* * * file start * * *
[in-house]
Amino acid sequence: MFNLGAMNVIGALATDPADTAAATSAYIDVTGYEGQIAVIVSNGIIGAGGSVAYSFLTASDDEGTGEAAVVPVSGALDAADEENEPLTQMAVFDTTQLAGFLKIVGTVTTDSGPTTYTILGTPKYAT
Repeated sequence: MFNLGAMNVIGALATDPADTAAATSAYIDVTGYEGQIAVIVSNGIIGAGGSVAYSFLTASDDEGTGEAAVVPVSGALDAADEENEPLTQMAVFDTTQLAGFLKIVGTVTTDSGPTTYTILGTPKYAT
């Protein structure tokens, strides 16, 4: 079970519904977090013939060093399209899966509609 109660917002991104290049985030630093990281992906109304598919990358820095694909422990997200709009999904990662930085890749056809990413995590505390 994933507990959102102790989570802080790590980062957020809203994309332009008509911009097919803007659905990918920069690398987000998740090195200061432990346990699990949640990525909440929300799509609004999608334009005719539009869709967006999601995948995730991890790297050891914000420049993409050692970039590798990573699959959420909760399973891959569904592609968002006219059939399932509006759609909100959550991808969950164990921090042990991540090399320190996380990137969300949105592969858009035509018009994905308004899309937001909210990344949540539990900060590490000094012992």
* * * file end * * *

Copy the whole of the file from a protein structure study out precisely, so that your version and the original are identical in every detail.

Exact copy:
[in-house]
Amino acid sequence: MFNLGAMNVIGALATDPADTAAATSAYIDVTGYEGQIAVIVSNGIIGAGGSVAYSFLTASDDEGTGEAAVVPVSGALDAADEENEPLTQMAVFDTTQLAGFLKIVGTVTTDSGPTTYTILGTPKYAT
Repeated sequence: MFNLGAMNVIGALATDPADTAAATSAYIDVTGYEGQIAVIVSNGIIGAGGSVAYSFLTASDDEGTGEAAVVPVSGALDAADEENEPLTQMAVFDTTQLAGFLKIVGTVTTDSGPTTYTILGTPKYAT
């Protein structure tokens, strides 16, 4: 079970519904977090013939060093399209899966509609 109660917002991104290049985030630093990281992906109304598919990358820095694909422990997200709009999904990662930085890749056809990413995590505390 994933507990959102102790989570802080790590980062957020809203994309332009008509911009097919803007659905990918920069690398987000998740090195200061432990346990699990949640990525909440929300799509609004999608334009005719539009869709967006999601995948995730991890790297050891914000420049993409050692970039590798990573699959959420909760399973891959569904592609968002006219059939399932509006759609909100959550991808969950164990921090042990991540090399320190996380990137969300949105592969858009035509018009994905308004899309937001909210990344949540539990900060590490000094012992």